I hope you’ll enjoy the sjPlot-package. Feel free to submit issues or suggestions to the dedicated GitHub-page.

Beautiful table-outputs: Summarizing mixed effects models #rstats

The current version 1.8.1 of my sjPlot package has two new functions to easily summarize mixed effects models as HTML-table: sjt.lmer and sjt.glmer. Both are very similar, so I focus on showing how to use sjt.lmer here.

# load required packages
library(sjPlot) # table functions
library(sjmisc) # sample data
library(lme4) # fitting models

Linear mixed models summaries as HTML table

The sjt.lmer function prints summaries of linear mixed models (fitted with the lmer function of the lme4-package) as nicely formatted html-tables. First, some sample models are fitted:

# load sample data
# prepare grouping variables
efc$grp = as.factor(efc$e15relat)
levels(x = efc$grp) <- get_val_labels(efc$e15relat)
efc$care.level <- as.factor(rec(efc$n4pstu, "0=0;1=1;2=2;3:4=4"))
levels(x = efc$care.level) <- c("none", "I", "II", "III")

# data frame for fitted model
mydf <- data.frame(neg_c_7 = as.numeric(efc$neg_c_7),
                   sex = as.factor(efc$c161sex),
                   c12hour = as.numeric(efc$c12hour),
                   barthel = as.numeric(efc$barthtot),
                   education = as.factor(efc$c172code),
                   grp = efc$grp,
                   carelevel = efc$care.level)

# fit sample models
fit1 <- lmer(neg_c_7 ~ sex + c12hour + barthel + (1|grp), data = mydf)
fit2 <- lmer(neg_c_7 ~ sex + c12hour + education + barthel + (1|grp), data = mydf)
fit3 <- lmer(neg_c_7 ~ sex + c12hour + education + barthel +
              (1|grp) +
              (1|carelevel), data = mydf)

The simplest way of producing the table output is by passing the fitted models as parameter. By default, estimates (B), confidence intervals (CI) and p-values (p) are reported. The models are named Model 1 and Model 2. The resulting table is divided into three parts:

  • Fixed parts – the model’s fixed effects coefficients, including confidence intervals and p-values.
  • Random parts – the model’s group count (amount of random intercepts) as well as the Intra-Class-Correlation-Coefficient ICC.
  • Summary – Observations, AIC etc.

„Beautiful table-outputs: Summarizing mixed effects models #rstats“ weiterlesen

sjmisc – package for working with (labelled) data #rstats

The sjmisc-package

My last posting was about reading and writing data between R and other statistical packages like SPSS, Stata or SAS. After that, I decided to bundle all functions that are not directly related to plotting or printing tables, into a new package called sjmisc.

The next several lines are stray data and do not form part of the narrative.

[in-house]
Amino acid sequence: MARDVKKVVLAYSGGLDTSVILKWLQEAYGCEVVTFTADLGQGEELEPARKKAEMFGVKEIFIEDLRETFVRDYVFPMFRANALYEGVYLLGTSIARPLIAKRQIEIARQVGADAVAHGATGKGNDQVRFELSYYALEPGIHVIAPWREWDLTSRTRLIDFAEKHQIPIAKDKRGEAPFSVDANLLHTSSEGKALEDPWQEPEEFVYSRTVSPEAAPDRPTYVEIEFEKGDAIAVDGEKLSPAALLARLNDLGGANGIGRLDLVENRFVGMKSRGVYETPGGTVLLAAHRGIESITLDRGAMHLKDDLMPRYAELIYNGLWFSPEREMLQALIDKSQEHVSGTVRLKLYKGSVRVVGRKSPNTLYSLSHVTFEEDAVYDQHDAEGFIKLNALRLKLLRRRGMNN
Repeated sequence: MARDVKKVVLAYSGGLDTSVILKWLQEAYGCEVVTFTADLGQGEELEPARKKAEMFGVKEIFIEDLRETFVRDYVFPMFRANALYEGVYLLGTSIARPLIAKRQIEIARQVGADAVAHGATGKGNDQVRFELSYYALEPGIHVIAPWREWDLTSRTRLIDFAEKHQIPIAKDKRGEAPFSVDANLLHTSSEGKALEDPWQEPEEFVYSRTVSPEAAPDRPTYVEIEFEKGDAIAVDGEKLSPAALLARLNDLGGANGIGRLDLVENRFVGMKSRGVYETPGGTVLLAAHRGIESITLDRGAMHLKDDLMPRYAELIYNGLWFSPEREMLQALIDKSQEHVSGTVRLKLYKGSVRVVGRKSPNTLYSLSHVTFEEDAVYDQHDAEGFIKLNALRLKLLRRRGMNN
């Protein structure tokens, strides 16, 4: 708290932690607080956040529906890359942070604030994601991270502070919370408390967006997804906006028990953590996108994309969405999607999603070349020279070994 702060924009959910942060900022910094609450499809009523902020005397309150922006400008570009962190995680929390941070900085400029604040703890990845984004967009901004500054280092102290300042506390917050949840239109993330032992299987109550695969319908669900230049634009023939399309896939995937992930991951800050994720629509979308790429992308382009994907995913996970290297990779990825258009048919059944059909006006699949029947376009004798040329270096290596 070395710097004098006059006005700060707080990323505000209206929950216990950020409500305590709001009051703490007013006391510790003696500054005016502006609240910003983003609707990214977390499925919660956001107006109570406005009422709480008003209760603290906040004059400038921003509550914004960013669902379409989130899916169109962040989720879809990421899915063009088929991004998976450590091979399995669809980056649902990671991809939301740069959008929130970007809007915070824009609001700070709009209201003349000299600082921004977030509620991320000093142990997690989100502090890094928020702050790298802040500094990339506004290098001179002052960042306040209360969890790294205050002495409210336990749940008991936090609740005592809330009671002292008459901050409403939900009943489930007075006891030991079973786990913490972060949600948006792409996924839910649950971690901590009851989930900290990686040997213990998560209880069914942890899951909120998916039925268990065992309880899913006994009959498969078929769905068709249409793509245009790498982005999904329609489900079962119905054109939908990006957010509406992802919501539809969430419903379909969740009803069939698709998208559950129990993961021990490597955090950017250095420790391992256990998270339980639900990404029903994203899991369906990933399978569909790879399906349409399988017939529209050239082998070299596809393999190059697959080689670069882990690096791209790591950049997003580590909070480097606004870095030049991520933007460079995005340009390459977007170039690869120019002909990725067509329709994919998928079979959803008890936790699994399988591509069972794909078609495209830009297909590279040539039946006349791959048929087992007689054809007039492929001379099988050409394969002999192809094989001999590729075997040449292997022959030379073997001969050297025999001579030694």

Basically, this package covers three domains of functionality:

  • reading and writing data between other statistical packages (like SPSS) and R, based on the haven and foreign packages; hence, sjmisc also includes function to work with labelled data.
  • frequently used statistical tests, or at least convenient wrappers for such test functions
  • frequently applied recoding and variable conversion tasks

In this posting, I want to give a quick and short introduction into the labeling features.

„sjmisc – package for working with (labelled) data #rstats“ weiterlesen

Reading from and writing to SPSS, SAS and STATA with R #rstats #sjPlot

On CRAN now

My sjPlot-package was updated on CRAN (binaries will be available soon, I guess). This update contains, besides many small improvements and fixes, two major features:

  1. First, new features to print table summaries of linear models and generalized linear models (for sjt.glm, the same new features were added as to sjt.lm – however, the manual page is not finished yet). I have introduced these features in a former posting.
  2. Second, functions for reading data from and writing to other statistical packages like SPSS, SAS or STATA have been revamped or new features have been added. Furthermore, there are improved getters and setters to extract and set variable and value labels. A short introduction is available online.

„Reading from and writing to SPSS, SAS and STATA with R #rstats #sjPlot“ weiterlesen

Beautiful tables for linear model summaries #rstats

Beautiful HTML tables of linear models

In this blog post I’d like to show some (old and) new features of the sjt.lm function from my sjPlot-package. These functions are currently only implemented in the development snapshot on GitHub. A package update is planned to be submitted soon to CRAN.

There are two new major features I added to this function: Comparing models with different predictors (e.g. stepwise regression) and automatic grouping of categorical predictors. There are examples below that demonstrate these features.

The sjt.lm function prints results and summaries of linear models as HTML-table. These tables can be viewed in the RStudio Viewer pane, web browser or easily exported to office applications. See also my former posts on the table printing functions of my package here and here.

Please note: The following tables may look a bit cluttered – this is because I just pasted the HTML-code created by knitr into this blog post, so style sheets may interfere. The original online-manual for this function can be found here.

„Beautiful tables for linear model summaries #rstats“ weiterlesen

sjPlot package and related online manuals updated #rstats # ggplot

My sjPlot package for data visualization has just been updated on CRAN. I’ve added some features to existing function, which I want to introduce here.

Plotting linear models

So far, plotting model assumptions of linear models or plotting slopes for each estimate of linear models were spread over several functions. Now, these plot types have been integrated into the sjp.lm function, where you can select the plot type with the type parameter. Furthermore, plotting standardized coefficients now also plot the related confidence intervals.

Detailed examples can be found here:

Plotting generalized linear models